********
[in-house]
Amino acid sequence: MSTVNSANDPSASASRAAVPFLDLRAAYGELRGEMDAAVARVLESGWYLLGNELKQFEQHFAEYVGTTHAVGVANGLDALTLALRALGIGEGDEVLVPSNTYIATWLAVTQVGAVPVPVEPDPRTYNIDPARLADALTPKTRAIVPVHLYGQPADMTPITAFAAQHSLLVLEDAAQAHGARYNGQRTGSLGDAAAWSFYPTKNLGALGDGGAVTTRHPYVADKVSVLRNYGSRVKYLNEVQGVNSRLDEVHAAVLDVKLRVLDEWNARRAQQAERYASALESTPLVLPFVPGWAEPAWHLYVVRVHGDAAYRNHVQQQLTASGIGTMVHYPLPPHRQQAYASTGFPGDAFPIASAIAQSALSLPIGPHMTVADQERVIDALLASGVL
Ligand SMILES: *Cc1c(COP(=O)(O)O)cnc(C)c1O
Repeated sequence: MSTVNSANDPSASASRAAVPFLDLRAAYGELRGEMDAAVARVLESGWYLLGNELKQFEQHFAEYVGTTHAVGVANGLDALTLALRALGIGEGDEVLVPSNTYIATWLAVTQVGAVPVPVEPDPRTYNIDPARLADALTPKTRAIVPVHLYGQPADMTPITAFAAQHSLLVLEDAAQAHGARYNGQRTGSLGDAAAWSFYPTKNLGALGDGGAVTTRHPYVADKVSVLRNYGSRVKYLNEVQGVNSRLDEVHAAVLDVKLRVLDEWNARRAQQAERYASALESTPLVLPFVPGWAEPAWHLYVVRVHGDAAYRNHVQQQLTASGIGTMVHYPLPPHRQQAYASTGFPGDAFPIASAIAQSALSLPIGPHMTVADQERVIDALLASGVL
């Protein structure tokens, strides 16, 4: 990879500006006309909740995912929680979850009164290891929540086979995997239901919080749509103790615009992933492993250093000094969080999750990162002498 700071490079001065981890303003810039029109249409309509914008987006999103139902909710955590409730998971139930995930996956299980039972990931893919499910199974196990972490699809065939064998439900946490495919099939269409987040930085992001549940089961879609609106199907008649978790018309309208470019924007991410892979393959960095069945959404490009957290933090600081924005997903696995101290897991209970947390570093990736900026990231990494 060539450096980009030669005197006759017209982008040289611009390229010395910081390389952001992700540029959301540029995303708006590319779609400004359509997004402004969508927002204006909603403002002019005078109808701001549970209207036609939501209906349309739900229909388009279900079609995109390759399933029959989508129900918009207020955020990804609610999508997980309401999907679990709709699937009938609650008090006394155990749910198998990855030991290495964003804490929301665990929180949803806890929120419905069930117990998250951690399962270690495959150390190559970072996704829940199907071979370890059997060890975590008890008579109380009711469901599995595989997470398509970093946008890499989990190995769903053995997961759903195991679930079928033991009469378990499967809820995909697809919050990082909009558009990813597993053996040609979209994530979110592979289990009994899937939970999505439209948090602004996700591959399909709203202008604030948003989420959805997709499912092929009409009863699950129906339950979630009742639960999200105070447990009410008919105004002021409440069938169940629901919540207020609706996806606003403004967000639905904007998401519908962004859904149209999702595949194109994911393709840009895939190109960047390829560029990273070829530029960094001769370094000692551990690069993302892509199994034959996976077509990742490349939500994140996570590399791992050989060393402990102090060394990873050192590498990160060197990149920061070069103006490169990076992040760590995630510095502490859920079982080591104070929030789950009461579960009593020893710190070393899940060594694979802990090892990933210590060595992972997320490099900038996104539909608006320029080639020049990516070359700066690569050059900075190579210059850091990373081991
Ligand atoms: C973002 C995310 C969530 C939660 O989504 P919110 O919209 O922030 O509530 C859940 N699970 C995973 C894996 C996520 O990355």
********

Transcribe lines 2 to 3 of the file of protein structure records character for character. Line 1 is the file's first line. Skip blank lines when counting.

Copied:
Amino acid sequence: MSTVNSANDPSASASRAAVPFLDLRAAYGELRGEMDAAVARVLESGWYLLGNELKQFEQHFAEYVGTTHAVGVANGLDALTLALRALGIGEGDEVLVPSNTYIATWLAVTQVGAVPVPVEPDPRTYNIDPARLADALTPKTRAIVPVHLYGQPADMTPITAFAAQHSLLVLEDAAQAHGARYNGQRTGSLGDAAAWSFYPTKNLGALGDGGAVTTRHPYVADKVSVLRNYGSRVKYLNEVQGVNSRLDEVHAAVLDVKLRVLDEWNARRAQQAERYASALESTPLVLPFVPGWAEPAWHLYVVRVHGDAAYRNHVQQQLTASGIGTMVHYPLPPHRQQAYASTGFPGDAFPIASAIAQSALSLPIGPHMTVADQERVIDALLASGVL
Ligand SMILES: *Cc1c(COP(=O)(O)O)cnc(C)c1O